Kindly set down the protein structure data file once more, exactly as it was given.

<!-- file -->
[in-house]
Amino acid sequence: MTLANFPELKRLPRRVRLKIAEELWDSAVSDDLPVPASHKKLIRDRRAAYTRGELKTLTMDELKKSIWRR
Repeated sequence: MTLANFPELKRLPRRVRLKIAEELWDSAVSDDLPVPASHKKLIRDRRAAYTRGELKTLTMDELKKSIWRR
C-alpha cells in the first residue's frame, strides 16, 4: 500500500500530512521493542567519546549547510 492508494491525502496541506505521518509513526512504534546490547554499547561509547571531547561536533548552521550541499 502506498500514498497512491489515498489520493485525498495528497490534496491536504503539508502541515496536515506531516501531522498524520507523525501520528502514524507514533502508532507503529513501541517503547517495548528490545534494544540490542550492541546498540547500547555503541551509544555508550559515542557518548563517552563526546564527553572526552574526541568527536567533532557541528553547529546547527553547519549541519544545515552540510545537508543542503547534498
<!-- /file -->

[in-house]
Amino acid sequence: MTLANFPELKRLPRRVRLKIAEELWDSAVSDDLPVPASHKKLIRDRRAAYTRGELKTLTMDELKKSIWRR
Repeated sequence: MTLANFPELKRLPRRVRLKIAEELWDSAVSDDLPVPASHKKLIRDRRAAYTRGELKTLTMDELKKSIWRR
C-alpha cells in the first residue's frame, strides 16, 4: 500500500500530512521493542567519546549547510 492508494491525502496541506505521518509513526512504534546490547554499547561509547571531547561536533548552521550541499 502506498500514498497512491489515498489520493485525498495528497490534496491536504503539508502541515496536515506531516501531522498524520507523525501520528502514524507514533502508532507503529513501541517503547517495548528490545534494544540490542550492541546498540547500547555503541551509544555508550559515542557518548563517552563526546564527553572526552574526541568527536567533532557541528553547529546547527553547519549541519544545515552540510545537508543542503547534498